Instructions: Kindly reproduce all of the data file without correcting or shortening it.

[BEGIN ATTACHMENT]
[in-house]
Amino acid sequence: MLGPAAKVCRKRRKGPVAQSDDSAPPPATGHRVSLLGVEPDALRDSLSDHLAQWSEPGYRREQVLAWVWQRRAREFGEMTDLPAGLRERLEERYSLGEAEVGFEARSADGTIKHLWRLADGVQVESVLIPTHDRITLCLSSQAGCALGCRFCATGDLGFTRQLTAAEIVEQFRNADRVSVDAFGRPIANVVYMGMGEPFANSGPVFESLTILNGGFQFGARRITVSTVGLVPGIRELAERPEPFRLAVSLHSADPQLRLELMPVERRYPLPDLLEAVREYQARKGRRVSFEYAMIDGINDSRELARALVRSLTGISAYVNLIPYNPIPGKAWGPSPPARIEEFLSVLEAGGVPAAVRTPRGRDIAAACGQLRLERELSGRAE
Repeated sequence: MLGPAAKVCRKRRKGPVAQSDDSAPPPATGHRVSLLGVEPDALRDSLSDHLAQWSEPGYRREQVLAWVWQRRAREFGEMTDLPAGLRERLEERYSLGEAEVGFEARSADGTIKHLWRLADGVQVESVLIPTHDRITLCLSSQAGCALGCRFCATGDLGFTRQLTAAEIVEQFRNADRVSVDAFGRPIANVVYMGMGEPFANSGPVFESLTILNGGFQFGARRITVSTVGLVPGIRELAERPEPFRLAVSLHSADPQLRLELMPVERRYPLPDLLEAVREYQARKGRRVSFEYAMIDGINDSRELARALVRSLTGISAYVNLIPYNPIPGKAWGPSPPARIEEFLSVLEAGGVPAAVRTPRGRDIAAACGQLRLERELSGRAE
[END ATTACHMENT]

[in-house]
Amino acid sequence: MLGPAAKVCRKRRKGPVAQSDDSAPPPATGHRVSLLGVEPDALRDSLSDHLAQWSEPGYRREQVLAWVWQRRAREFGEMTDLPAGLRERLEERYSLGEAEVGFEARSADGTIKHLWRLADGVQVESVLIPTHDRITLCLSSQAGCALGCRFCATGDLGFTRQLTAAEIVEQFRNADRVSVDAFGRPIANVVYMGMGEPFANSGPVFESLTILNGGFQFGARRITVSTVGLVPGIRELAERPEPFRLAVSLHSADPQLRLELMPVERRYPLPDLLEAVREYQARKGRRVSFEYAMIDGINDSRELARALVRSLTGISAYVNLIPYNPIPGKAWGPSPPARIEEFLSVLEAGGVPAAVRTPRGRDIAAACGQLRLERELSGRAE
Repeated sequence: MLGPAAKVCRKRRKGPVAQSDDSAPPPATGHRVSLLGVEPDALRDSLSDHLAQWSEPGYRREQVLAWVWQRRAREFGEMTDLPAGLRERLEERYSLGEAEVGFEARSADGTIKHLWRLADGVQVESVLIPTHDRITLCLSSQAGCALGCRFCATGDLGFTRQLTAAEIVEQFRNADRVSVDAFGRPIANVVYMGMGEPFANSGPVFESLTILNGGFQFGARRITVSTVGLVPGIRELAERPEPFRLAVSLHSADPQLRLELMPVERRYPLPDLLEAVREYQARKGRRVSFEYAMIDGINDSRELARALVRSLTGISAYVNLIPYNPIPGKAWGPSPPARIEEFLSVLEAGGVPAAVRTPRGRDIAAACGQLRLERELSGRAE